The spending cuts by the ConDem Coalition are to hit the poorest in society 10 times harder than the richest, a study conducted on behalf of the TUC has found.

Using publicly available data about the services people use, the research predicts the impact that the cuts will have on different sections of society. Unsurprisingly, it’s the poor who are to be hit hardest.

At the time of the budget in June, Osborne talked of the inevitability of the austerity measures, but promised ‘fair cuts’ where the rich would pay the most. In the days leading up to election day, Cameron also said that the planned cuts would not affect front-line services. Both of these statements have been proven untrue. 

With the rich being more likely to be able to afford to use private alternatives, they are less reliant upon public services. On the other hand, the less well off people are, the more likely they are to receive some kind of benefit or to rely upon public services as opposed to private options. It is these services that are being slashed.

The average annual cut in public spending on the poorest tenth of households is £1,344, equivalent to 20.5% of their household income, whereas the average annual cut in public spending for the richest tenth of households is £1,335, equivalent to just 1.6% of their household income. The report also shows that lone parents and single pensioners are to be hit hardest.

Locally it is clear that frontline emergency and support services are to be hit. Shropshire Fire & Rescue Service is to cut 60 jobs and the future of ambulance stations in our county seems unclear. It was recently announced that Festival Housing Association – one of the largest providers of affordable housing in Hereford and Worcestershire and a provider of support services to vulnerable people in the region, is to face a 20% cut in its budget.

With predicted job losses of hundreds of thousands and many people already out of work, this news is far from welcome. At a time when people are most likely to be reliant on some form of benefit or government help, the government are carrying out a programme of ideologically driven cuts that are to seriously affect people’s lives.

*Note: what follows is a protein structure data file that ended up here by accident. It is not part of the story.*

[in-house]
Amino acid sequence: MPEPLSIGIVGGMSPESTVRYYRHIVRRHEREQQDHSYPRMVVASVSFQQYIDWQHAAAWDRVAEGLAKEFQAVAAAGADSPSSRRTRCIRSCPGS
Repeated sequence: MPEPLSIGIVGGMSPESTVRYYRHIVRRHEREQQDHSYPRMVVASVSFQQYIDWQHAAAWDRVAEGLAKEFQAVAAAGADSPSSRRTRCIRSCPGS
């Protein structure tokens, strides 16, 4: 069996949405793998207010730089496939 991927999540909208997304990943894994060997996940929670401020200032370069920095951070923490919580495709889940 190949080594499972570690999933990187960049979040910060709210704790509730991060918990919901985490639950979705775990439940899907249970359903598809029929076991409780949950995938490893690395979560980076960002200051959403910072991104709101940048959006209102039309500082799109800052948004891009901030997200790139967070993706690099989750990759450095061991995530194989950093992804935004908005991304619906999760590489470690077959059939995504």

Meanwhile, many Trades Unions have spoken with a sense of militancy at the start of the annual TUC conference. On Monday (13th), the conference overwhelmingly approved of a ‘co-ordinated political and industrial campaign’ against government public spending cuts. This will take the form of a rally at Westminster in October on the eve of the spending review, a national demonstration in March and a co-ordinated campaign of strike action.

Whilst a united and militant campaign is needed if we are to have any chance at stopping the cuts and saving our services, we are not relying on the unions to lead the campaign. The last few decades have seen a serious decline in the number of unionised workers and a change in the direction of many unions – many of which are very reformist in nature. This has mirrored a change in industry in the country and a shift from the left to the centre-ground by the Labour Party, who many of unions are affiliated to and fund. The unions and the ‘traditional Left’ have failed to seriously challenge cuts and attacks on workers/union rights by successive governments – including Labour. This is also a result of a bureaucratic and careerist union leadership – with many leading from a ‘top-down’ position instead of using a democratic approach and being run by the rank-and-file members.

Instead of sole reliance upon the unions to oppose the cuts, we need a grassroots mass movement, run by the people that are to be most effected by the cuts – that’s the workers, the service users and the members of the communities that will be effected. What we need to see is a broad-based campaign, run with the principles of solidarity, creativity and fight that will be needed if we are to see success. A variety of tactics need to be used, and that means more than just the all-out stoppages and strikes that British unions are currently using. That means ‘go-slows’ and other acts of resistance in the workplace. ‘Refusals to pay’ and boycott tactics could be used, as was seen during the huge anti-Poll Tax campaigns. Demonstrations, pickets and even civil disobedience could be used -whatever the people involved think is needed and necessary.

Groups in Norfolk, Oxford and Bristol have already taken the lead. ‘Norfolk Coalition Against the Cuts’ has been formed, with involvement from many union groups and community activists – after a successful launch meeting it aims to co-ordinate action against the cuts in the county. An ‘Oxford Save Our Services’ group has been formed there, with similar groups formed in Bristol and Bath. The upcoming demonstration at the Conservative Party Conference in Birmingham on the 3rd October offers an opportunity for us to show opposition to the Tories and show the strength of us when united. Let’s build upon it from there.

Hereford Solidarity League looks at getting involved in or forming a similar campaign in the near future – we ensure that the cuts will not go unopposed in Herefordshire!

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